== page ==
I had the same problem a few weeks ago. I usually felt very tired in the morning and when I didn't have anything urgent to do I saw myself sleeping for too long.
3 weeks method
It's said if you want to estabilish a routine for yourself, 3 weeks is the minimum time you have to repeat a given habit in order to make it feel natural.
My sleeping problem was solved by using the 3 weeks method. The cellphone allarm was set to remind me I had to sleep everyday at 10pm in order to get the body used to it. For the first 2 weeks it was very hard to sleep at that time but after trying several methods of relaxation, I eventually felt drowzy when it was close to 10pm.
It feels great to use only a few minutes to fall asleep instead of roll over the bed for hours. I never thought it would be so easy to wake up in the morning like it was just a regular nap.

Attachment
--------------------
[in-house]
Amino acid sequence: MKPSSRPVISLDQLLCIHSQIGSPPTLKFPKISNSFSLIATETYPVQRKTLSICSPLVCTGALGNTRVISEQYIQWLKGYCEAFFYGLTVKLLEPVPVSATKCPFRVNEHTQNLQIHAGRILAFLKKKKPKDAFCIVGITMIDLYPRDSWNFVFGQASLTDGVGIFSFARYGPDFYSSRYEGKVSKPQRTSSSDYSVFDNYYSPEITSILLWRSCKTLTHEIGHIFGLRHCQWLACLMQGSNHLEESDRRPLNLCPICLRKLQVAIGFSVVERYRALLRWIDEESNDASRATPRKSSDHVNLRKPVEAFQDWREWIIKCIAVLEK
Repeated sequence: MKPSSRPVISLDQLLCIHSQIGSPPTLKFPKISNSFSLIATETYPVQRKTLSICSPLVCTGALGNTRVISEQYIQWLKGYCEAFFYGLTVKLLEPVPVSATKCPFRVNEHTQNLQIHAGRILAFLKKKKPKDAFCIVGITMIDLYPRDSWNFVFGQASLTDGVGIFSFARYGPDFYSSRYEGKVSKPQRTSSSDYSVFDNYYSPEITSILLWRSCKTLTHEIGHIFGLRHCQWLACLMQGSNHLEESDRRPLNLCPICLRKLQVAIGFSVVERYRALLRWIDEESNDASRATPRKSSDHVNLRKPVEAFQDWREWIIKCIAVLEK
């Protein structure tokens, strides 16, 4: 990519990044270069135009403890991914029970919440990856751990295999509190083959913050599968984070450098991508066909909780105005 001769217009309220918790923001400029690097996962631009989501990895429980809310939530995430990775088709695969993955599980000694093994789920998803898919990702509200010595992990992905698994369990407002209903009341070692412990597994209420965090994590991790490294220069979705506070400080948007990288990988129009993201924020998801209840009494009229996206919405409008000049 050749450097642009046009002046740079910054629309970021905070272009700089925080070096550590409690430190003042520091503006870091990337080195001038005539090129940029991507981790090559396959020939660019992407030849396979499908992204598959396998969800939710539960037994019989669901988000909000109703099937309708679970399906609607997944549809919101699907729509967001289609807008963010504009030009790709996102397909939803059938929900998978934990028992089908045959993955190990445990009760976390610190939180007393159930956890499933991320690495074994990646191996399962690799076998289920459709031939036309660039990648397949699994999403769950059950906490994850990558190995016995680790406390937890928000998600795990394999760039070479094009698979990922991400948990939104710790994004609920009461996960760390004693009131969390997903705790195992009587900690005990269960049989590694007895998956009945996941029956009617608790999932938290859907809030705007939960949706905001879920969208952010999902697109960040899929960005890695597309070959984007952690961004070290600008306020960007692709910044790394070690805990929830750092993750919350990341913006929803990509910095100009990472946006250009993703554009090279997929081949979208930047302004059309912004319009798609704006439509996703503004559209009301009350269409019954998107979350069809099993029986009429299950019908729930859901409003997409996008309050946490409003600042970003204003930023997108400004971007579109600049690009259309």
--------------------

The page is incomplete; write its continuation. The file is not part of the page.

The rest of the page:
- HSome disagree with this:HedgeMage 2017-09-18 07:49:12.549Z
I find that in these situations I'm usually fine once I actually get up and moving. So, here's what works for me:
- I make sure to get enough, high-quality sleep.
- I eat protein before bed. (Waking up with low blood sugar is not a good experience.)
- I schedule something I really look forward to first thing in the morning so I feel deep down that there's a good reason not to stay snuggled in bed.
- I have a small child who invariably pounces if I'm not up early enough.
Protein has nothing to do with blood sugar - the only time protein starts getting converted for energy is when you've depleted fats and complex carbs. Proteins are not carbs. Protein might have an effect but I'm quite confident it wouldn't change blood sugar levels.